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nator
Member (Idle past 273 days)
Posts: 12961
From: Ann Arbor
Joined: 12-09-2001


Message 6 of 108 (341375)
08-19-2006 12:07 PM
Reply to: Message 5 by crashfrog
08-19-2006 12:03 PM


So, in a sense, you were forced to compomise your principles by the imposition of religion upon what shouldn't have had any religious component at all; your job with the government.
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crashfrog
Inactive Member


Message 7 of 108 (341376)
08-19-2006 12:08 PM
Reply to: Message 6 by nator
08-19-2006 12:07 PM


Pretty much.
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nator
Member (Idle past 273 days)
Posts: 12961
From: Ann Arbor
Joined: 12-09-2001


Message 8 of 108 (341381)
08-19-2006 12:21 PM
Reply to: Message 1 by sidelined
08-16-2006 12:00 PM


I had a pretty significant row with my oldest sister after she found out that I not only wasn't a Catholic (the religion of our childhood and hers still), but I wasn't a believer at all anymore.

She seemed very threatened and was actually rather insulting. She assumed many, many things about my worldview without asking me a single thing about it. I don't think she has ever specifically known many Atheists or Agnostics, despite her being a professional woman living in a large city, so when she found out that her sister was one, well, I'm sure that was confusing and scary.

I have lived in some pretty liberal places and have worked in at least one business where diversity and difference were very much embraced. I've had great discussions with coworkers all along the religious spectrum, although mostly I've encountered Christians of all sorts, Buddhists, Jews, Wiccans, Deists, and non-believers. Buth my workplace was unique, I am afraid.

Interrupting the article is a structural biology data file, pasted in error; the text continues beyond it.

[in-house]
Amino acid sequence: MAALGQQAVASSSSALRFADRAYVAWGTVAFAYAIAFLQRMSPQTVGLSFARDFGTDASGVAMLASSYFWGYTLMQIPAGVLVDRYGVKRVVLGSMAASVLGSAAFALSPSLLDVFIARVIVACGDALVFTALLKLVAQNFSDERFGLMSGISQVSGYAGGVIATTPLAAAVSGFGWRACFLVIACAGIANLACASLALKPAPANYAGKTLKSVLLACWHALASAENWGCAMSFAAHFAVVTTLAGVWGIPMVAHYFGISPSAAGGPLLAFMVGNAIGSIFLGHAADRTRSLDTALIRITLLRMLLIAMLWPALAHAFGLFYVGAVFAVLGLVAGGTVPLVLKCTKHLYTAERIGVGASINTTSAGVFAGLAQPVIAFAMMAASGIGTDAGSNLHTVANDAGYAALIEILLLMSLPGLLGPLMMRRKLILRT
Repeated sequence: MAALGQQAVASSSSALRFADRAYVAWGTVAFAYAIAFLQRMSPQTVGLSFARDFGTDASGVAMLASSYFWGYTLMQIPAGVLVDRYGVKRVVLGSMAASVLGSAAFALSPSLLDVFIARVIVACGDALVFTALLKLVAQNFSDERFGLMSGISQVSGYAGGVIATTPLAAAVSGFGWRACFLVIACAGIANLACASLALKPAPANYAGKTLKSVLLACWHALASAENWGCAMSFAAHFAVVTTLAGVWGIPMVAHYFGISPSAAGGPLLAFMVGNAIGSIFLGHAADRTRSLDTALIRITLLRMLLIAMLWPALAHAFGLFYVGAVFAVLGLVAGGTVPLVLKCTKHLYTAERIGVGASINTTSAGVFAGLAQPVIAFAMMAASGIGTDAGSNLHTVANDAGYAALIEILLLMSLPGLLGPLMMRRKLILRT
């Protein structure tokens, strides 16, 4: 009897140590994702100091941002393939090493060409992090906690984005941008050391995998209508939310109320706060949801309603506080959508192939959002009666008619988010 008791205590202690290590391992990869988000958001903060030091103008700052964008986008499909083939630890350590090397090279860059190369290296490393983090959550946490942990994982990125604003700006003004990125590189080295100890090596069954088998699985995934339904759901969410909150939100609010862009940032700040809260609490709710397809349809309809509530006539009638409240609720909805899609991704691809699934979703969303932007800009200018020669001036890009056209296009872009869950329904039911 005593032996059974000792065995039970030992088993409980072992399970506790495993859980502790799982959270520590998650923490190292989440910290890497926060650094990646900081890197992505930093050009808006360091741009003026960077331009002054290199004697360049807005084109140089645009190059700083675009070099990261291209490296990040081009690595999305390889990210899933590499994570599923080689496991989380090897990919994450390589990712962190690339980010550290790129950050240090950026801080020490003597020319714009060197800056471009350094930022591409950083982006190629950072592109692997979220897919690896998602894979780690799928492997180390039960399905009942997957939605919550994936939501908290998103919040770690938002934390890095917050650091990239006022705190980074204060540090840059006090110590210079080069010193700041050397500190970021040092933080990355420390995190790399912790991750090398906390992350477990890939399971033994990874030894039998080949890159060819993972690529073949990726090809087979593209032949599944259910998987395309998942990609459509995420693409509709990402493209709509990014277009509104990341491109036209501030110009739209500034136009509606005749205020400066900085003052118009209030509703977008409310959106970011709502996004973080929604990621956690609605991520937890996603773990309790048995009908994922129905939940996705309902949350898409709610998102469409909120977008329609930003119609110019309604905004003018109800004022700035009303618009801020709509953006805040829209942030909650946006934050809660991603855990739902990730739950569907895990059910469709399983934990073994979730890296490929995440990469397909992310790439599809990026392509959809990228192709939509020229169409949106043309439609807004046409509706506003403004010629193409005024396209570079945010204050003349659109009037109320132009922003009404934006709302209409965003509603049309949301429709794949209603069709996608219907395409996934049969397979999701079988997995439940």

In general, I don't mention my Agnosticism unless I have some sign from my audience that it is OK to do so. I have no interest in making others uncomfortable or arguing with then nor do I particularly want to become the object of an conversion attempt.


"Science is like a blabbermouth who ruins a movie by telling you how it ends! Well I say there are some things we don't want to know! Important things!"
- Ned Flanders

"Question with boldness even the existence of God; because, if there be one, he must more approve of the homage of reason than that of blindfolded fear." - Thomas Jefferson


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CK
Member (Idle past 2231 days)
Posts: 3221
Joined: 07-04-2004


Message 9 of 108 (341383)
08-19-2006 12:31 PM
Reply to: Message 1 by sidelined
08-16-2006 12:00 PM


here's the thing - it never never comes up. In the UK religion is a very private thing. It's your business and whatever you believe, good for you but keep it to yourself. I'd never bring up religious matter when with friends and family.